Our first birthday greetings go to Burg (near Magdeburg) where chess friend
and collector Bernd Domsgen celebrated his 51st birthday
on July 6.
The next 4 birthdays follow at daily intervals: we will start with Romano
Bellucci, his home is in the lagune city of Venice where he looked
back on whole 64 years on July 9. He is the head of the editorial department
of the international review Scacchi e Scienze Applicate (Chess
and Applied Sciences), an highly interesting magazine coming out once
per year since 1981 while it deals with the contributions that chess has
given and will continue to give sciences and vice versa. Recently he has
tackled a new book project, a bibliography on jubilee books of German
chess clubs, federations and associations to appear in German/English;
the KWA will do its best to give him assistance with regard to investigations
and research material.
The Dutch study expert Jan van Reek is the next on our
birthday list, he celebrated his 59th birthday on July 10. He started
as a study composer in his early youth and continuously improved in the
course of time - a point of culmination was 1986, being awarded a 1st
prize by Szachy as well as being appointed an International Judge
for Endgame Studies. In 1988 JvR was also the driving force behind the
foundation of ARVES and as an editor of the study magazine EG
he has decisively contributed to its success and its continued existence.
We are only able to record the numerous books and writings published or
edited by him in a separate list.
His latest work “Dutch Chess Champions” has just appeared
in this year, it may be ordered online at NewInChess.
You will find more about JvR at his websites www.endgame.nl/index.html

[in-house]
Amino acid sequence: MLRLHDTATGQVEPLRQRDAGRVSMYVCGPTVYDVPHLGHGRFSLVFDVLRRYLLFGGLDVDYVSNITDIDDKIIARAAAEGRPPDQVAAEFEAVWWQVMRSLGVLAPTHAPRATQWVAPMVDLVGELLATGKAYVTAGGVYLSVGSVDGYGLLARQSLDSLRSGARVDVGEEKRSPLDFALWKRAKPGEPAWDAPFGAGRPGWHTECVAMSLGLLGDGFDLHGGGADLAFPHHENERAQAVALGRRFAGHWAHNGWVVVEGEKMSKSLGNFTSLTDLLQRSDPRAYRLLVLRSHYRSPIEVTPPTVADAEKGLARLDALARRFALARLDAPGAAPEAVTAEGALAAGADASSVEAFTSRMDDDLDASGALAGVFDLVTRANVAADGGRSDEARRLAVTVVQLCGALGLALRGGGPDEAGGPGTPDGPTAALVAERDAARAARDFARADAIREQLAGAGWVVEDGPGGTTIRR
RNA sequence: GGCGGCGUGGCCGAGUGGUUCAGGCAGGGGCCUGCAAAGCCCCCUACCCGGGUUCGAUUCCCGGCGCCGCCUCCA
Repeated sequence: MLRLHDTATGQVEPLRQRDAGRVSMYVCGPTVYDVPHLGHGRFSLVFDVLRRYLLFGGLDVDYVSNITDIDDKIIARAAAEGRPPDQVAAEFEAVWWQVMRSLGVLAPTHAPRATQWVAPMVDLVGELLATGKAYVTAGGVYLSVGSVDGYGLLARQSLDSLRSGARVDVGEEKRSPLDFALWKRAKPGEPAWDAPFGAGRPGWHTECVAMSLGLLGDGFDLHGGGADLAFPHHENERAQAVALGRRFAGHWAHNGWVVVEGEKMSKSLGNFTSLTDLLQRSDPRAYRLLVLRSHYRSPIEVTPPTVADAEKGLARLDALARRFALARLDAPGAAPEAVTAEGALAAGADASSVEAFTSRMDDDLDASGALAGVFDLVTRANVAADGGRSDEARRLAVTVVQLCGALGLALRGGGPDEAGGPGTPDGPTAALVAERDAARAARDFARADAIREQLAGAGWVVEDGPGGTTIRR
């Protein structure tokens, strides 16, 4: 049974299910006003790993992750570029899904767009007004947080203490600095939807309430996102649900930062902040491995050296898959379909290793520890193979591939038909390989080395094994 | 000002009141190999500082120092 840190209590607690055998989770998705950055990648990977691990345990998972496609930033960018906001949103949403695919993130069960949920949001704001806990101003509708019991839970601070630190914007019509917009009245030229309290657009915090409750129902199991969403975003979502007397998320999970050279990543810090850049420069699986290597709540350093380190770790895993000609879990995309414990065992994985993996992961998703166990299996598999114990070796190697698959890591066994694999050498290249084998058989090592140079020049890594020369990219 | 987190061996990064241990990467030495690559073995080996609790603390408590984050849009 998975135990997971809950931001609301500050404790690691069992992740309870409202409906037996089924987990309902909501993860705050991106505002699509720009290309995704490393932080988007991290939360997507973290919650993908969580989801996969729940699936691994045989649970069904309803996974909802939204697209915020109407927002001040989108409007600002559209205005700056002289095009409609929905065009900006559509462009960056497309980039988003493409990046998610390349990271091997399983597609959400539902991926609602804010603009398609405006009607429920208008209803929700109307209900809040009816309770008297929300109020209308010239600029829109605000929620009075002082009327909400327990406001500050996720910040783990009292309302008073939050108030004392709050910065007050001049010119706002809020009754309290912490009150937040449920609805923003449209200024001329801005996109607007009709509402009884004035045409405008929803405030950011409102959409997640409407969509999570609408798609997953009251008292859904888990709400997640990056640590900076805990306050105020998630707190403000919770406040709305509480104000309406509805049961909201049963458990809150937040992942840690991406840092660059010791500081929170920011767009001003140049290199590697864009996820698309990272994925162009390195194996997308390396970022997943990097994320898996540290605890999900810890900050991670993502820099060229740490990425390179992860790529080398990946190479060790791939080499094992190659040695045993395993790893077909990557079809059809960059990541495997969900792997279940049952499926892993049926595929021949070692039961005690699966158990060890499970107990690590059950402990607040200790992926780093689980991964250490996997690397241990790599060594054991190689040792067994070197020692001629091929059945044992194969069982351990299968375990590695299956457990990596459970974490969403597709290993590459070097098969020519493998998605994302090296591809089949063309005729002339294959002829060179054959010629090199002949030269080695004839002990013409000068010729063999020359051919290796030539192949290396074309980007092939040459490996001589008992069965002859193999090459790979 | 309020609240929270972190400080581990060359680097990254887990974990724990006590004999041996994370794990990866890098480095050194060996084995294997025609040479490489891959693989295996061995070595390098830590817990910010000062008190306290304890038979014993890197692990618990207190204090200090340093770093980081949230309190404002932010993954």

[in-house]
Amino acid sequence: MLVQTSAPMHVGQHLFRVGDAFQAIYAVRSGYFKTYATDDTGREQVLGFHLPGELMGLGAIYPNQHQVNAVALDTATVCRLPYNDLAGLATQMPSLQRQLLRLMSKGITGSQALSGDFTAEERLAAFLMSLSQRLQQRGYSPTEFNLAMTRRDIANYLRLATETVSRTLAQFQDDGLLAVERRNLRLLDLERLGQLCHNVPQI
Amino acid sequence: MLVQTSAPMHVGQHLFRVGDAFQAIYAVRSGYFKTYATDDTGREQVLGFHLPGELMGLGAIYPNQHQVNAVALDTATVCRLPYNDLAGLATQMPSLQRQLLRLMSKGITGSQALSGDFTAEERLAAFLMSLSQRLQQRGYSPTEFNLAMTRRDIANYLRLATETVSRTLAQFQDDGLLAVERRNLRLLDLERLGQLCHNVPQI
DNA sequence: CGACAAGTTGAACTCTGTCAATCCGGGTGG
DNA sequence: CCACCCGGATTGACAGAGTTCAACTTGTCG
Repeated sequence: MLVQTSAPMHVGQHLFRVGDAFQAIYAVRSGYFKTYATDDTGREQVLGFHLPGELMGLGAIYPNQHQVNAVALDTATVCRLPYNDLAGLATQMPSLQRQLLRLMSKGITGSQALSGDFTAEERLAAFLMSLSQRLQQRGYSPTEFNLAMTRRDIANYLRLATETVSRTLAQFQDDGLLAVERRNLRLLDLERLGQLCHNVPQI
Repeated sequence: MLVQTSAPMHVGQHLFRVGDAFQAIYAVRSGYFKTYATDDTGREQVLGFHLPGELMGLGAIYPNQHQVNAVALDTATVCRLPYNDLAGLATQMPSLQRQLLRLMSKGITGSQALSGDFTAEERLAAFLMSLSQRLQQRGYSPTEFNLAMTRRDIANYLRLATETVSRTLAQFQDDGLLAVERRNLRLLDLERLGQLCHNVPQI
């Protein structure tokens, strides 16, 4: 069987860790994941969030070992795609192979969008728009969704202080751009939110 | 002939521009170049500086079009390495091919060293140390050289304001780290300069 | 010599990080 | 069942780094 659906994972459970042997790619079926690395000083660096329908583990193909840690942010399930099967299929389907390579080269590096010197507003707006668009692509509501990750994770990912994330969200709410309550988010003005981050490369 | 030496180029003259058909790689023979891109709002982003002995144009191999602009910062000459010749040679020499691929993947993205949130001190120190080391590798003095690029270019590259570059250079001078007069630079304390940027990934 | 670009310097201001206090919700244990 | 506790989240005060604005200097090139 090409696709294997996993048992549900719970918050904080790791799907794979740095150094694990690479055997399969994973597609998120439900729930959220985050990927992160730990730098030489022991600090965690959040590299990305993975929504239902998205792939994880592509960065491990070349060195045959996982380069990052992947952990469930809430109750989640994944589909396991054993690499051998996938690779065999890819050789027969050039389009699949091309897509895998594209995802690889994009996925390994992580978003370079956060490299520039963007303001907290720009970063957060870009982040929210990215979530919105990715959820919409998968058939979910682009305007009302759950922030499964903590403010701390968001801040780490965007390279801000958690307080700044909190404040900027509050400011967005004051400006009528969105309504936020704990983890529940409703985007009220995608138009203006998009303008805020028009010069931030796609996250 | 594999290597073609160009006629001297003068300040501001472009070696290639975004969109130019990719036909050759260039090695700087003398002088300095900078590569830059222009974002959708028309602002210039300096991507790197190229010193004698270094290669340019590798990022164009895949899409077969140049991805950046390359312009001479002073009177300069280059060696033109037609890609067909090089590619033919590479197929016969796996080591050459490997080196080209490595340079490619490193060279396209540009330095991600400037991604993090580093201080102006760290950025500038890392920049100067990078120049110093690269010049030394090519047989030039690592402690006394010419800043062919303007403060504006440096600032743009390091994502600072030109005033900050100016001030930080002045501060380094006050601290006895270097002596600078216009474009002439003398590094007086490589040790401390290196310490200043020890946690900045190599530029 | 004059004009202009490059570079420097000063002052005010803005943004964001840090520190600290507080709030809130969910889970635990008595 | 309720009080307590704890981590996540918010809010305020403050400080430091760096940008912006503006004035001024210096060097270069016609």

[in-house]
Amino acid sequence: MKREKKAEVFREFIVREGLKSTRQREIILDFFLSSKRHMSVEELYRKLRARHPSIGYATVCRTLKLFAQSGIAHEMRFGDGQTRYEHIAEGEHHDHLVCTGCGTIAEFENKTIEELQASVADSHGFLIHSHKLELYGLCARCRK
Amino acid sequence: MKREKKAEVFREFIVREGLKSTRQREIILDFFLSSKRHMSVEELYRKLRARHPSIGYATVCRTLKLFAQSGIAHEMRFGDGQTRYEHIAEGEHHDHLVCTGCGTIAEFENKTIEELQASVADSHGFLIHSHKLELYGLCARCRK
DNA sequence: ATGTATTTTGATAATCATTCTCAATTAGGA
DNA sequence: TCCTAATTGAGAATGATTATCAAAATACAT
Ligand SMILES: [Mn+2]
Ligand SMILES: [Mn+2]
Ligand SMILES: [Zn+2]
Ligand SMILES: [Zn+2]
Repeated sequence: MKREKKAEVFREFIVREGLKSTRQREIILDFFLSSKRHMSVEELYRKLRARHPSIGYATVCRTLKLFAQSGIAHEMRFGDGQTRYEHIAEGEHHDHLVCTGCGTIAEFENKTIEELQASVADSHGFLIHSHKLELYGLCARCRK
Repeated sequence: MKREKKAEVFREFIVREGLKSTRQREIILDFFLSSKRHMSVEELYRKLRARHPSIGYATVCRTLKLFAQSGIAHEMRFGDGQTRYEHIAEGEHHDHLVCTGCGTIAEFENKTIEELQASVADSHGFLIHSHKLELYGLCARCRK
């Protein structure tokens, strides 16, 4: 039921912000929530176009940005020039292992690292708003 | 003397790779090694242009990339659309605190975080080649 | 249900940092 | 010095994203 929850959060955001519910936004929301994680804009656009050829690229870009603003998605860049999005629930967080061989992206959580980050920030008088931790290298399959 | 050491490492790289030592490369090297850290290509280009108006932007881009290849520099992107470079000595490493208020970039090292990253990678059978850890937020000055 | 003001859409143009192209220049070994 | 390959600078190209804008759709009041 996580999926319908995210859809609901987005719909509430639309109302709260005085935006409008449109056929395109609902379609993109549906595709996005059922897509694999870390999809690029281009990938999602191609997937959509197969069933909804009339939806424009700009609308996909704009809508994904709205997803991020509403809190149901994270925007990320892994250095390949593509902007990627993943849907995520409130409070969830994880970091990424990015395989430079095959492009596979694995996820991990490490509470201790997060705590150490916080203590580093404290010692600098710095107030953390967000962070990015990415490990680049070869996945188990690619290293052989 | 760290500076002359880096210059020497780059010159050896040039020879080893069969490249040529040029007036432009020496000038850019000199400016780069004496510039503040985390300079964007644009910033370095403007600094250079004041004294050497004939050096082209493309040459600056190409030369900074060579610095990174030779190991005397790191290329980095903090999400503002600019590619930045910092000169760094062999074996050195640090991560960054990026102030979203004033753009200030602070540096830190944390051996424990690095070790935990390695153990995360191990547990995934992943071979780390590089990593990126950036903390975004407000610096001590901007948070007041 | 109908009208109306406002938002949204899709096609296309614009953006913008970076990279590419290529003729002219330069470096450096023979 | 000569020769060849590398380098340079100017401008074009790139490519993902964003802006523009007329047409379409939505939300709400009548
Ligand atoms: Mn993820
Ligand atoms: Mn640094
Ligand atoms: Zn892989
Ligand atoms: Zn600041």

David Shenk comes from Brooklyn, USA, already in the
first month of his KWA membership he is celebrating his birthday turning
38 on July 11. His joining of the KWA seems at first remarkable as he
is neither a chess player nor a chess historian or a particular chess
enthusiast. Instead he is nationwide well-known as a bestseller author
of so far four books of completely different (non chess) subject matters,
you may learn more about them by visiting his website.
But he has now tackled a further book dealing with the history and the
meaning of chess, written for a general readership from an outsider’s
point of view. Ken Whyld had already wished him good luck for this project:
“Perhaps someone outside the chess scene can look with a more detached
eye. I wish you well.“ – we would like to follow this wish
and we hope that David Shenk will find in our association many creative
suggestions and assistance for his work (it will be published by Doubleday
in 2006). David told us that he has some chess blood in his veins too
– his great-great-grandfather was Samuel Rosenthal – and he
aims for learning more about this one family connection to chess history
and also for a better understanding of the appeal of our beloved game.
A well-known Swiss collector is next in line, Urs Frischherz
celebrated his 46th birthday on July 12. He has not only published his
own collection at his fine homepage,
but also offers duplicates in exchange or for sale as well as many interesting
information on collectors and collecting old chess books – won’t
you visit it once more occasionally!
Continuation on the next page!